Don’t Fix What Ain’t Broke: Georgia’s Payday Loan Ban Works
Don’t Fix What Ain’t Broke: Georgia’s Payday Loan Ban Works Executive Summary
Payday lending is a national problem. Payday lending is not a Georgia problem.
In dozens of other states, where payday lending is legal, powerful payday lobbyists have convinced lawmakers to exempt their industry from existing state usury limits. Payday lenders in these states charge over ten times the interest that most banks and credit card companies are permitted to charge and they repeatedly roll-over loans, generating new fee income without extending new credit.
The fee income payday lenders make from rolling-over loans is the lifeblood of their industry. Loan fees cost borrowers in other states $4.2 billion annually. But not in Georgia.
For two years, Georgia consumers have been spared the crippling cost of paying triple-digit interest on payday loans. Georgia has saved its families over $350 million in hard-earned income since banning payday lenders in 2004. Most of that money would have otherwise gone into the pockets of out-of-state companies. Instead, working families have used it to pay for groceries, school supplies and heating costs.
Payday lenders prey on our neediest citizens. While payday loans are marketed for meeting emergency needs, only 1 in 100 loans are made to borrowers who use the product once in a year. Ninety percent of loans go to borrowers who have five or more payday loans per year, and nearly two-thirds of total payday revenues are extracted from borrowers who take out 12 loans or more per year.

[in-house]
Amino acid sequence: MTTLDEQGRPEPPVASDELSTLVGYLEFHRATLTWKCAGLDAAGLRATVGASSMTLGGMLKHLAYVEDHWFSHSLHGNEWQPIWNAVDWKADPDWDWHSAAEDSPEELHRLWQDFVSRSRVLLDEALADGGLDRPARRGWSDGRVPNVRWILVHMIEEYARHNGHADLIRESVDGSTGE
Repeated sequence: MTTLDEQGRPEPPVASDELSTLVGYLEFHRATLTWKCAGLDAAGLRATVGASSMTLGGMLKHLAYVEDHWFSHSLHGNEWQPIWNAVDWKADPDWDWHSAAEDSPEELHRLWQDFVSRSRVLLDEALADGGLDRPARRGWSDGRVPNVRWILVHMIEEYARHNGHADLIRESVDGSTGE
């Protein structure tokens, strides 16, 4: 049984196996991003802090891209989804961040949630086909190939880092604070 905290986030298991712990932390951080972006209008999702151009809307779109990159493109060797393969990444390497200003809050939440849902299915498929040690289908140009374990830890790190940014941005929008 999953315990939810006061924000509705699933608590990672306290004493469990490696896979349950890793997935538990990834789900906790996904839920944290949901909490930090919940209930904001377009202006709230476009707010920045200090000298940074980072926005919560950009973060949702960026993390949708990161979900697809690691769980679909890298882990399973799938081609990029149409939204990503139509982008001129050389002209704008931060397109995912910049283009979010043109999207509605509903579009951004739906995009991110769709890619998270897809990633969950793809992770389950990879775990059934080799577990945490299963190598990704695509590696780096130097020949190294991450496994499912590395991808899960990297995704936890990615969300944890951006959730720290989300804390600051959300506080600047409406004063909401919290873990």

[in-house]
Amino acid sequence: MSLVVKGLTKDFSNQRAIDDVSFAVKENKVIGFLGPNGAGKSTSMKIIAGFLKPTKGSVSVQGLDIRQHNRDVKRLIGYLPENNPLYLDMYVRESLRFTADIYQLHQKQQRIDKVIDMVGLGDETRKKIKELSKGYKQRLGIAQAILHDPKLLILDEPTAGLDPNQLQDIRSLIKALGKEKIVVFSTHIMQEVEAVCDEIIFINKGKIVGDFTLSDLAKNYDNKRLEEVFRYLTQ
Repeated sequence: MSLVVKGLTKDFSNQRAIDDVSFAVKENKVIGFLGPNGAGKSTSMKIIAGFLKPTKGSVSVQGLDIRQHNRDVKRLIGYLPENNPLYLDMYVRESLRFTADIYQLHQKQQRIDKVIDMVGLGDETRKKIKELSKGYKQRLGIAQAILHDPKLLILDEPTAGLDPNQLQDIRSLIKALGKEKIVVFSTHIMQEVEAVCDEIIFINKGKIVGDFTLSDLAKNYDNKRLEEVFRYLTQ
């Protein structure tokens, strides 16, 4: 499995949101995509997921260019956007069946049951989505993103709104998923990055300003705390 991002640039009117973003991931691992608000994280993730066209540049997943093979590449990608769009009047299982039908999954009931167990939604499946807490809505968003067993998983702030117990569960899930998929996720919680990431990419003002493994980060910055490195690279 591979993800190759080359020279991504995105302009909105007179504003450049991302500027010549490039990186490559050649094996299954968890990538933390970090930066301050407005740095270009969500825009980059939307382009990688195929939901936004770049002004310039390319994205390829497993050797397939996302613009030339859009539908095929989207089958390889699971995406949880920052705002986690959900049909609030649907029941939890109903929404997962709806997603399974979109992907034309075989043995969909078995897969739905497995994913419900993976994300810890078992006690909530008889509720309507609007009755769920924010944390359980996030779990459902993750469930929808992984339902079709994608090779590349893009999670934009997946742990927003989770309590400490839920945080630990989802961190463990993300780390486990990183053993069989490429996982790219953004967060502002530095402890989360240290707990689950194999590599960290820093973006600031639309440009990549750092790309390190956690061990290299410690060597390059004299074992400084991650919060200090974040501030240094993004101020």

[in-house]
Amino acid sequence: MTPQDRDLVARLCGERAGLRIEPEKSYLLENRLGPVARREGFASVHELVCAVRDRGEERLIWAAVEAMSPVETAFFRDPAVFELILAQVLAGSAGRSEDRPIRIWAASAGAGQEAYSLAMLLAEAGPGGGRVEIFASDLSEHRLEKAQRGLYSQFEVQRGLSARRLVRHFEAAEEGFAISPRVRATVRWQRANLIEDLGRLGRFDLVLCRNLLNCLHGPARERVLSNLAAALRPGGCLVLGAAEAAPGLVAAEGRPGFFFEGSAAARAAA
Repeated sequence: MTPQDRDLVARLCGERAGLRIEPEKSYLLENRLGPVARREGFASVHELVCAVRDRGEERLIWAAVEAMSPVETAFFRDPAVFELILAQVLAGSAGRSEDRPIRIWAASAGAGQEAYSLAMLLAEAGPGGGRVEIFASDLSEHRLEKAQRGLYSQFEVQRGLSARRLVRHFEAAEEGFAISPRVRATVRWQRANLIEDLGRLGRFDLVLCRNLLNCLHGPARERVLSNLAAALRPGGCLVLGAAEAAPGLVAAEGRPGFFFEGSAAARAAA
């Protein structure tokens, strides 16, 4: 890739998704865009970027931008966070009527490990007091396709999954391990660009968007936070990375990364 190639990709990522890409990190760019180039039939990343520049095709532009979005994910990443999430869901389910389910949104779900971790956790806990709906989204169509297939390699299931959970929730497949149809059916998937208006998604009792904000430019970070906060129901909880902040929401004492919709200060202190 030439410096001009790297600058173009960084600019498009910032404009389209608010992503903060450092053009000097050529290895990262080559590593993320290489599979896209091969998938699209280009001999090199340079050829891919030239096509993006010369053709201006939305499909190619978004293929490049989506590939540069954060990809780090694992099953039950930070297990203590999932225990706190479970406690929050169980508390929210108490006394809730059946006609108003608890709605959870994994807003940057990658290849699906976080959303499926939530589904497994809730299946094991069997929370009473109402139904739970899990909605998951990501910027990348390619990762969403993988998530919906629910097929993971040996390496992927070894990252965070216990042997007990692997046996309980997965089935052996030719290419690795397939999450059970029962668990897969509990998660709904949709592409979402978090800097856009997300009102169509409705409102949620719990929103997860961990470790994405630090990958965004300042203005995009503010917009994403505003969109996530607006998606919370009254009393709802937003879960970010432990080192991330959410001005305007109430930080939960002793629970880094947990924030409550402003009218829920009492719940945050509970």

These types of numbers led researchers at the University of North Carolina to conclude that “the financial success of payday lenders depends on their ability to convert occasional users into chronic borrowers.”
In this report we find that:
* Georgia families save $147 million a year because the state’s usury rate cap prevents predatory payday lending.
* The existing small loan market in Georgia thrives—with consumer finance companies making $473 million in small loans each year.
* Allowing payday lending at triple-digit interest rates will only cause families to become trapped in a cycle of debt.
* Georgia should continue to successfully protect its families by upholding its 60 percent usury cap for small loans.(read full report)